10. A contention was raised before the learned single Judge that Section 54 of the Act precludes this Court from entertaining the Original Petition. Section 54 of the University Act reads thus:
'Dispute regarding interpretation of this Act and the Statutes, Ordinances, Regulations and Rules made thereunder or regarding the constitution of any authority or body -- If any dispute arises regarding the interpretation of any provision of the Act or any Statutes, Ordinances, Regulations or Rules as to whether a person has been duly elected, appointed, or nominated or is entitled to be a member of any authority or body of the University, the matter may be referred to the Chancellor, and shall be so referred to him if not less than twenty-five members of the Senate so require.
(2) The Chancellor shall after taking such advice as he deems necessary, decide the question and his decision thereon shall be final:
Provided however that the decision of the Chancellor shall not be binding on the University Appellate Tribunal.'
The dispute falling within the latter part is one whether a person has been duly nominated to be a member of any authority or body of the University. Respondents' counsel has no case that the Committee to be constituted under Section 10 (1) is an authority of the University or is a body of the University. It cannot be a body of the University, for, it is composed not only of a member elected by the Senate and another elected by the Syndicate but also one nominated by the Government. We need not examine that further, for, the case of the respondent is not that Section 54 would apply because the nomination is to the body of the University but that this is a case where a dispute has arisen regarding the interpretation of a provision of the Act, namely, Section 10 (1) of the University Act. Therefore it is said that Section 54 (1) will apply and if so the matter may be referred to the Chancellor whereupon the decision on the question by the Chancellor will be final. Section 54, it may be noted, does not indicate who has to make a reference to the Chancellor. Is it the Returning Officer? Is it the Pro-Vice-Chancellor? Is it the Senate or the Syndicate? The Act is silent about this. Apart from this reference is obligatory only where not less than 25 members of the Senate require such reference. Learned counsel for the University fairly agreed with us that while reference on the request by the 25 members of the Senate is obligatory, it is not so where the motion is that f any other person. Under what circumstances such reference should be made is a matter into which we need not go further in this case. The University's stand is that it is not as of right that any person could seek reference. It is not the University's case that merely because any person seeks a reference there is an obligation on the part of any authority of the University to make such reference. If that be the case the provision for reference is not an effective or adequate remedy and the petitioner could not be put tout of Court for that reason.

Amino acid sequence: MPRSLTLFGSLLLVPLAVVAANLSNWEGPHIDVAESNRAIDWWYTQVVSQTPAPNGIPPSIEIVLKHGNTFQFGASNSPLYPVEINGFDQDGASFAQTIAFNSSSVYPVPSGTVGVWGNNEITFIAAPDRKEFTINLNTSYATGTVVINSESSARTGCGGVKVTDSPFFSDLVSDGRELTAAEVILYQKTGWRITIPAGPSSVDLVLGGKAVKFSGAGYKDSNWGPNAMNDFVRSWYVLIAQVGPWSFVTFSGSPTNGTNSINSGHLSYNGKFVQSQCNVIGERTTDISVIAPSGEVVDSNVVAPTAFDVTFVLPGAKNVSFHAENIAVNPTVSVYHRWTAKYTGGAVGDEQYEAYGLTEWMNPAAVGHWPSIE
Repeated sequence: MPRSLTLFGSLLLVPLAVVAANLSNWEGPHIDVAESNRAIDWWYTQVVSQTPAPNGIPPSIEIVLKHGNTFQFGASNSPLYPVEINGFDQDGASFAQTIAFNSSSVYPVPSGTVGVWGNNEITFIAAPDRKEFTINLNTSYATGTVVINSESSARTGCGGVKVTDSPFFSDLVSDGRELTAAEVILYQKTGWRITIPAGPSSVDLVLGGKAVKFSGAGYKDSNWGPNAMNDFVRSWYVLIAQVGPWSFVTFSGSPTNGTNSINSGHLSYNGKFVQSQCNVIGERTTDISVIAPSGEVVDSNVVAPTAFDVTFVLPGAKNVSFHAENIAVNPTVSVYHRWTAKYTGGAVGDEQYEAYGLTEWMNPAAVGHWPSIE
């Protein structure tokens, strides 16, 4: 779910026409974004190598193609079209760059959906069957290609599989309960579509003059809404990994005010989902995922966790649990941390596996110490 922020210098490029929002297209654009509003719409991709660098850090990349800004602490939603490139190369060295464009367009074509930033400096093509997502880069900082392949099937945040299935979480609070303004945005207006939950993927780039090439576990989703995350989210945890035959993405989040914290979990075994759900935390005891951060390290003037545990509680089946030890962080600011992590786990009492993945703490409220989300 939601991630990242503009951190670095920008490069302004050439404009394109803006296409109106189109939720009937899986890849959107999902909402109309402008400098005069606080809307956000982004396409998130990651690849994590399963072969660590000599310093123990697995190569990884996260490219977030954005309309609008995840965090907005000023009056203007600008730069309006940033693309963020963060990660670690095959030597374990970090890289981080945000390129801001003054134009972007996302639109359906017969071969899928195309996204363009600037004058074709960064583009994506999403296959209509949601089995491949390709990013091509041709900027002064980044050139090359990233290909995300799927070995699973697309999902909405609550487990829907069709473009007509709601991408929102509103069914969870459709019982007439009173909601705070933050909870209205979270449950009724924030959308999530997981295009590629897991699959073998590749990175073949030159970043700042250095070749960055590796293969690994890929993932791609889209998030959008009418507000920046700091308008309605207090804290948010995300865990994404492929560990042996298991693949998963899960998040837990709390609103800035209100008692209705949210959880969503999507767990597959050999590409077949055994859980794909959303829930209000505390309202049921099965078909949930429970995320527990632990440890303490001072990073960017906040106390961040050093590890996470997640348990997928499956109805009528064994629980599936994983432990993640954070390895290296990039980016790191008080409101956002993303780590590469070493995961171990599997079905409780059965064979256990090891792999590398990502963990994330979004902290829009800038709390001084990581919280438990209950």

11. Hence we hold that any member of the Senate is competent to nominate a person who is not a member of the Senate to be a candidate for the election as member of the Committee to recommend the name of Vice-Chancellor under Section 10 (1) of the University Act. In that event the rejection of the nomination of one Sri P. Radhakrishnan made by the petitioner-appellant here was contrary to the provisions of Section 10 (1) of the University Act.
In the circumstances the Writ Appeal is allowed and the rejection of the nomination paper filed by the appellant nominating one Sri. P. Radhakrishnan is set aside. Consequently the subsequent election will also stand set aside. This shall not preclude the election proceedings being continued from the stage prior to the rejection of the nomination paper of Sri. P. Radhakrishnan. No costs.